What you see in his budgeting proposals, I think, is the liberal equivalent of the conservative attempt to "starve the beast." In both the Reagan and Bush eras, Republicans passed tax cuts and ran up large deficits while hoping that by starving the federal government of revenue they would curb its long-run growth. Obama's spending proposals would effectively reverse that dynamic — they would create new spending commitments and run up large deficits, in the hopes that the dollars poured into health care and education will create a new baseline for government's obligations, which in turn will create the political space for tax increases on the middle class. Like the starve-the-beast approach, the Obama strategy puts off the hard part till tomorrow: Give them tax cuts today, conservatives said, and they'll swallow spending cuts tomorrow; give them universal health care, universal pre-K, subsidies for green industry and all the rest of it today, liberals seem to be thinking, and they'll be willing to pay for it tomorrow.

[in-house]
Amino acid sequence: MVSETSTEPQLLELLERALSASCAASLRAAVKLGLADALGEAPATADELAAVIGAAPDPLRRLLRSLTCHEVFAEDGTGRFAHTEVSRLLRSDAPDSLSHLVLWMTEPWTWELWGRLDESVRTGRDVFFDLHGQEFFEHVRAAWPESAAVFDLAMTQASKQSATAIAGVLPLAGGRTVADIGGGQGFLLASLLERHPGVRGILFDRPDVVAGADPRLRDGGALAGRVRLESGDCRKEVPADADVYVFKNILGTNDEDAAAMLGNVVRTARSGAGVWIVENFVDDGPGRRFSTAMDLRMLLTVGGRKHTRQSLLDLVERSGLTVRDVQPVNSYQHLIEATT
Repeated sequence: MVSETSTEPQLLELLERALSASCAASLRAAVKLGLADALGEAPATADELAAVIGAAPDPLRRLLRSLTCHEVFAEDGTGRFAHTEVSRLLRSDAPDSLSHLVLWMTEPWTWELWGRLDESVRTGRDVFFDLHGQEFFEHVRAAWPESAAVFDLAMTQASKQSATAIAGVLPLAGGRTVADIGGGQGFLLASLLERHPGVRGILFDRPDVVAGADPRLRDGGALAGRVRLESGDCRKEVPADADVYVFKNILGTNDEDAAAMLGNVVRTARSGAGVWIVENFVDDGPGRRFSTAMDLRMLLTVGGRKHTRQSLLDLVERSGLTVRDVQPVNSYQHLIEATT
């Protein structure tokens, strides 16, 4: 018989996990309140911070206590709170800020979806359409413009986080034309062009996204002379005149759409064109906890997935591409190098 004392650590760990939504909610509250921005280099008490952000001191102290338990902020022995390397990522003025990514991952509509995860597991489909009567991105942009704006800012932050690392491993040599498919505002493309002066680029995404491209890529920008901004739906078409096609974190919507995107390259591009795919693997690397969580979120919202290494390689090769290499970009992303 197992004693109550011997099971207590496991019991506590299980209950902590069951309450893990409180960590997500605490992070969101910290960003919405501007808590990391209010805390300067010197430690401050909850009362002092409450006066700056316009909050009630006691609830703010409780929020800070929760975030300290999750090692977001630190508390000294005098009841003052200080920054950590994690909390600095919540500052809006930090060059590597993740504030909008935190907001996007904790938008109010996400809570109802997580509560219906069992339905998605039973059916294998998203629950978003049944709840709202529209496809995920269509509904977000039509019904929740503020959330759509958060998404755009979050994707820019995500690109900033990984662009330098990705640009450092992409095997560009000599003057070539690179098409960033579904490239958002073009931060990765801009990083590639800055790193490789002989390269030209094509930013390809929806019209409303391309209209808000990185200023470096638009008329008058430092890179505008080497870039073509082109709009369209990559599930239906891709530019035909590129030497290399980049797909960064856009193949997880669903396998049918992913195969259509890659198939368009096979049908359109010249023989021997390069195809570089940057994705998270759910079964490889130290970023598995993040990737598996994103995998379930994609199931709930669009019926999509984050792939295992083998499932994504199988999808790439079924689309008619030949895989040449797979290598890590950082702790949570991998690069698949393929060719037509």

I think this is pretty much right, and it's exactly what conservatives are afraid of. As Bill Kristol knows all too well, social spending programs, once they get started, tend to be pretty popular. The odds of deep sixing, for example, national healthcare after it's up and running is essentially zero. And once it's up and running, taxes will follow because most Americans would rather see their taxes go up than their healthcare services go down.
Of course, this mostly applies to broad-based programs. Smaller ones are still hard to get rid of, but not impossible. It's the bigger ones that become third rails. Both Obama and the GOP are smart enough to know this, which is why Obama wants to swing for the fences and congressional Republicans want to become the Party of Nyet. If they don't stop him now, they never will.